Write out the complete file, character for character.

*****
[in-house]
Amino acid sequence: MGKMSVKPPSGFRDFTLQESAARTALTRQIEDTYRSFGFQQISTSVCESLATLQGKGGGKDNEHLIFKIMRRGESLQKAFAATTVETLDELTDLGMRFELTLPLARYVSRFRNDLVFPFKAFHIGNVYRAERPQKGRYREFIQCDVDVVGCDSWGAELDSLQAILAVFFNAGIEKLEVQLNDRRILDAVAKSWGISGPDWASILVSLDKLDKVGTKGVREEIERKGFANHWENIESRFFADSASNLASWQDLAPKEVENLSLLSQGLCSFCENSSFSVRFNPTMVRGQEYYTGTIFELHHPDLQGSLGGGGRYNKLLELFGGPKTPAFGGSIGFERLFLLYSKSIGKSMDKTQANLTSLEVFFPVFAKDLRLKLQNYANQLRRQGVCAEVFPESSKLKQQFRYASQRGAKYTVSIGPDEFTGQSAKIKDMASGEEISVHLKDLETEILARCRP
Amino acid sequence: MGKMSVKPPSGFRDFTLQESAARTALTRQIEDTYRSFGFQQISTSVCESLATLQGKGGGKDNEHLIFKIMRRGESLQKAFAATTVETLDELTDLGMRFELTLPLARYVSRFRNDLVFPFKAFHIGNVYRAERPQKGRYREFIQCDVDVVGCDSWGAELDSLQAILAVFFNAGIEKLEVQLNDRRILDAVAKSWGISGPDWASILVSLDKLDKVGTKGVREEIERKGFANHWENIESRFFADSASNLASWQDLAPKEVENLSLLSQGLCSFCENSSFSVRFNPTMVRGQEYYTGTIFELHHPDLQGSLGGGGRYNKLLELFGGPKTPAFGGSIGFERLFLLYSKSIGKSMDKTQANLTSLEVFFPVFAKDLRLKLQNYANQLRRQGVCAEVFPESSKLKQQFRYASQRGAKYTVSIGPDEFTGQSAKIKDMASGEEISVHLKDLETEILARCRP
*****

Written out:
[in-house]
Amino acid sequence: MGKMSVKPPSGFRDFTLQESAARTALTRQIEDTYRSFGFQQISTSVCESLATLQGKGGGKDNEHLIFKIMRRGESLQKAFAATTVETLDELTDLGMRFELTLPLARYVSRFRNDLVFPFKAFHIGNVYRAERPQKGRYREFIQCDVDVVGCDSWGAELDSLQAILAVFFNAGIEKLEVQLNDRRILDAVAKSWGISGPDWASILVSLDKLDKVGTKGVREEIERKGFANHWENIESRFFADSASNLASWQDLAPKEVENLSLLSQGLCSFCENSSFSVRFNPTMVRGQEYYTGTIFELHHPDLQGSLGGGGRYNKLLELFGGPKTPAFGGSIGFERLFLLYSKSIGKSMDKTQANLTSLEVFFPVFAKDLRLKLQNYANQLRRQGVCAEVFPESSKLKQQFRYASQRGAKYTVSIGPDEFTGQSAKIKDMASGEEISVHLKDLETEILARCRP
Amino acid sequence: MGKMSVKPPSGFRDFTLQESAARTALTRQIEDTYRSFGFQQISTSVCESLATLQGKGGGKDNEHLIFKIMRRGESLQKAFAATTVETLDELTDLGMRFELTLPLARYVSRFRNDLVFPFKAFHIGNVYRAERPQKGRYREFIQCDVDVVGCDSWGAELDSLQAILAVFFNAGIEKLEVQLNDRRILDAVAKSWGISGPDWASILVSLDKLDKVGTKGVREEIERKGFANHWENIESRFFADSASNLASWQDLAPKEVENLSLLSQGLCSFCENSSFSVRFNPTMVRGQEYYTGTIFELHHPDLQGSLGGGGRYNKLLELFGGPKTPAFGGSIGFERLFLLYSKSIGKSMDKTQANLTSLEVFFPVFAKDLRLKLQNYANQLRRQGVCAEVFPESSKLKQQFRYASQRGAKYTVSIGPDEFTGQSAKIKDMASGEEISVHLKDLETEILARCRP